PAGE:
Mbreaden's Reviews > Low Life: Lures and Snares of Old New York

Low Life by Luc Sante
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Sep 01, 11


This book is stuffed with odd little anecdotes, some only one or two sentences long, about the lower class of Manhattan during the 19th and early 20th centuries. The descriptions are so ceaseless and the tone very distant from the subjects so that you feel as though Sante is using pointillism from a bird's eye view. I'll probably hop around the book because not all the nitty-gritty descriptions interest me, but, oh boy, there are some hilarious, hilarious passages. Example:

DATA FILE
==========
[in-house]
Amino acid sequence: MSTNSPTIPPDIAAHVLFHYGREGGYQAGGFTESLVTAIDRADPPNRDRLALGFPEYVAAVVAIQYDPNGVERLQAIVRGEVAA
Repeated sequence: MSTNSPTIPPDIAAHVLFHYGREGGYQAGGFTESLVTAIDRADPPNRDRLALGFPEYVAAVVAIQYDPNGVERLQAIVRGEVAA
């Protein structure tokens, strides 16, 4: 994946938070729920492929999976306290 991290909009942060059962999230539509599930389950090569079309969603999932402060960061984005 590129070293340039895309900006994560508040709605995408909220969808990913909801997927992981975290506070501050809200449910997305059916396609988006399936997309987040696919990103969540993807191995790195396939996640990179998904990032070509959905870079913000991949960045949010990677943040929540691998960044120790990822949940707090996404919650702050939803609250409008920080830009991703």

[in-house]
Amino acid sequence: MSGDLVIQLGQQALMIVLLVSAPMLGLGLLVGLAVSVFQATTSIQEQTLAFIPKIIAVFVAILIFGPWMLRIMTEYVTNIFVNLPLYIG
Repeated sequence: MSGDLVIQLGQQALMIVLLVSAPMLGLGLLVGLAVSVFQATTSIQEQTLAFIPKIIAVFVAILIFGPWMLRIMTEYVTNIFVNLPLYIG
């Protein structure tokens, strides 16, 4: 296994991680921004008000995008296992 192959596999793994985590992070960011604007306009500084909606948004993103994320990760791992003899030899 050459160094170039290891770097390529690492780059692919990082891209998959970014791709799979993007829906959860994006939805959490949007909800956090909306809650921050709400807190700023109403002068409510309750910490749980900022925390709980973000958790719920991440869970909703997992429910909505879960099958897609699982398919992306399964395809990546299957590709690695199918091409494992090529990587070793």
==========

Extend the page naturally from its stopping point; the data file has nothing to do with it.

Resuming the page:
"This hostelry later became famous as the site of the murder of a local woman of uncertain age but dire condition, who was popularly nicknamed Shakespeare because for the price of a drink she could recite all the speeches of the major female roles in The Merchant of Venice, Hamlet, Macbeth, and King Lear. This talent naturally led to wild speculations about her origins, with most of the locals maintaining that she was of noble birth, and the newspapers capitalized on such rumors. Likewise, her murder, never solved, was exoticized by being attributed to Jack the Ripper, come to New York on vacation."
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